Field Program in Oaxaca, Mexico
Summer 2017 Anthropology
Field Program in Oaxaca, Mexico:
Heritage and Cultural Diversity in Oaxaca, Mexico
May 22 – June 11, 2017
APPLICATION DEADLINE: February 6, 2017
Faculty Directors: Alex Elvis Badillo, Stacie King, Daniel Suslak, and Anya Royce
IU anthropology faculty members will offer the fifth summer field program in Oaxaca, Mexico in 2017. The course, titled “Heritage and Cultural Diversity in Oaxaca, Mexico”, was first taught in May 2008 by professors Stacie King, Anya Royce, Dan Suslak, and Catherine Tucker. They designed the course to introduce students to a broad range of topics within anthropology, including cultural patrimony, linguistic change, cultural diversity, economic revitalization and human-environment interactions.
The Department of Anthropology at IU Bloomington is truly unique in the country for having three anthropologists who specialize in Oaxaca on the faculty. Each professor works in a different part of the state in different environmental zones, with indigenous peoples of different ethnicities who in some cases speak distinct languages.
The course covers three of the four subfields of anthropology, sociocultural anthropology, archaeology, and linguistics. In 2017, Instructor Alex Elvis Badillo will direct the program and will teach the course along with Professors King, Suslak, Royce, and Associate Instructor Ricardo Higelin Ponce de León. The field program highlights the breadth and diversity of anthropology as a discipline and will give students the chance to see the how different kinds of anthropological research are conducted in a field setting.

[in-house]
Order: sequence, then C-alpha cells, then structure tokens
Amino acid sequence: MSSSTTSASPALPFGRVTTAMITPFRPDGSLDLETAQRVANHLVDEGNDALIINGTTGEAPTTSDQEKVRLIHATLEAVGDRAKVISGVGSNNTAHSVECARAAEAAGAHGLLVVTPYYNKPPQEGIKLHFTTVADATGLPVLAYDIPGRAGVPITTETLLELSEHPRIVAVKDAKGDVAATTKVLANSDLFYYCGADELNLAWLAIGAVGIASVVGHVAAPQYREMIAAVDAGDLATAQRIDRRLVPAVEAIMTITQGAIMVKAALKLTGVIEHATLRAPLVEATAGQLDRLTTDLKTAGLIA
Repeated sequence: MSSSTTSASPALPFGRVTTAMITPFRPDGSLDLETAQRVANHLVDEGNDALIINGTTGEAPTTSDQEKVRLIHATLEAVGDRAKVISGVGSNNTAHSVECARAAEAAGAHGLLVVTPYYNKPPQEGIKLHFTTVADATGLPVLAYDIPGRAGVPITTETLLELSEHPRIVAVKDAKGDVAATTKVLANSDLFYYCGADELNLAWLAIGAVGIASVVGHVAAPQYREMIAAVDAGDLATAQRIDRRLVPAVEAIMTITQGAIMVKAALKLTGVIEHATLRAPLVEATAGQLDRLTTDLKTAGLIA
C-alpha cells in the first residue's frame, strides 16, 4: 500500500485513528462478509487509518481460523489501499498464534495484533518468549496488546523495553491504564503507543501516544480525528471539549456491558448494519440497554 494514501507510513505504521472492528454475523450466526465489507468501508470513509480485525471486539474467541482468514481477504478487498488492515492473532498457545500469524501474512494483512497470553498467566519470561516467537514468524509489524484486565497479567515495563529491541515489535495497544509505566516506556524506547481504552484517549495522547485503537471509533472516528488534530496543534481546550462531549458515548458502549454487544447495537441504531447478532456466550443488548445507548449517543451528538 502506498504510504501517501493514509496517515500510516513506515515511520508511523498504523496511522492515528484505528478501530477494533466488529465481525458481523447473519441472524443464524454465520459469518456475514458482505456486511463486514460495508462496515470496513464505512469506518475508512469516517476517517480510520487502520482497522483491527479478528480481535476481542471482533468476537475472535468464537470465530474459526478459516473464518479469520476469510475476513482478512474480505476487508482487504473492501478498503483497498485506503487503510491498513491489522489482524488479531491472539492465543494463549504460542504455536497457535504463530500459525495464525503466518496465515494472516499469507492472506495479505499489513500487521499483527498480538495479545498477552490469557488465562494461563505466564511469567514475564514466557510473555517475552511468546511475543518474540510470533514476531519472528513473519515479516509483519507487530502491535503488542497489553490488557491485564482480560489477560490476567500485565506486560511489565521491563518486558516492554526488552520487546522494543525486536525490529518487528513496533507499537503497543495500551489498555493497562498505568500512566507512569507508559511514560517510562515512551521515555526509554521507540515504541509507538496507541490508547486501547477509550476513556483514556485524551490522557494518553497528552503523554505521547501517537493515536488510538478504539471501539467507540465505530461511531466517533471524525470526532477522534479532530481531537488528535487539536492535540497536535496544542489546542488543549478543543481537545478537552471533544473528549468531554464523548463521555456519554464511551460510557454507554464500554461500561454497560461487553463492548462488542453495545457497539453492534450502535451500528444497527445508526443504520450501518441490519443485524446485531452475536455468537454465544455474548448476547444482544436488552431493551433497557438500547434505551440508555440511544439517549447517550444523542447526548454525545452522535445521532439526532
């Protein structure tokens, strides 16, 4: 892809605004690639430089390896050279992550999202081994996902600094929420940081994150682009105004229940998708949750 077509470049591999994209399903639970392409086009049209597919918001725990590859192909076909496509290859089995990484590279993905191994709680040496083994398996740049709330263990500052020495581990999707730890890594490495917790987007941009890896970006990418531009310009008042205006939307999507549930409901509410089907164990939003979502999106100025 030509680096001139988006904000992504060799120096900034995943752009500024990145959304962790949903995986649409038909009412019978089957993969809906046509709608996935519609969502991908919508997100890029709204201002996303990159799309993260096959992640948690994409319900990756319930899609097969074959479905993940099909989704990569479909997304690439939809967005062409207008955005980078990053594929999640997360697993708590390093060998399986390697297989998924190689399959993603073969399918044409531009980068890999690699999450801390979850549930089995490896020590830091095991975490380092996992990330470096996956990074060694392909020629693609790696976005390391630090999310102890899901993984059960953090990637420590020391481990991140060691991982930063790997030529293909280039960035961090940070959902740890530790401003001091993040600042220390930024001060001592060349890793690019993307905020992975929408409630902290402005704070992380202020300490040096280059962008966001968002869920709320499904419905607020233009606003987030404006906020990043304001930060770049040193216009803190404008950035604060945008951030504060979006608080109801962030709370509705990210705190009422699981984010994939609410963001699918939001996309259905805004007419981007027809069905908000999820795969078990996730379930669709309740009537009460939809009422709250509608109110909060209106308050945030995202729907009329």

Students will have the opportunity to meet local activists, students, and community members, and in the process, experience Oaxaca's tremendous cultural diversity. In Oaxaca City, students will attend class sessions and take field trips to museums, archives, archaeological sites, markets, and arts events. The rest of the program is dedicated to traveling outside the city to visit field research sites, including the cloud forests of the Sierra Mixe, the southern mountains of Nejapa and Quiechapa, the low-lying Isthmus of Tehuantepec, and the Pacific coast. In these locations, students will attend festivals, meet with local community members, and hike through archaeological sites. Visits to five active anthropological field sites will encourage students to think about the production of anthropological knowledge and experience first-hand how anthropological research is done.
The course is a 3 credit, 3 week course offered through Overseas Study. The course is open to undergraduate students at all levels by application, and program requirements are flexible and depend in large part on enthusiasm, interest, and fit, rather than meeting specific requirements.
For more information (syllabus, program itinerary, application tips, etc.) and access to the online application, visit the IU Overseas Study Program website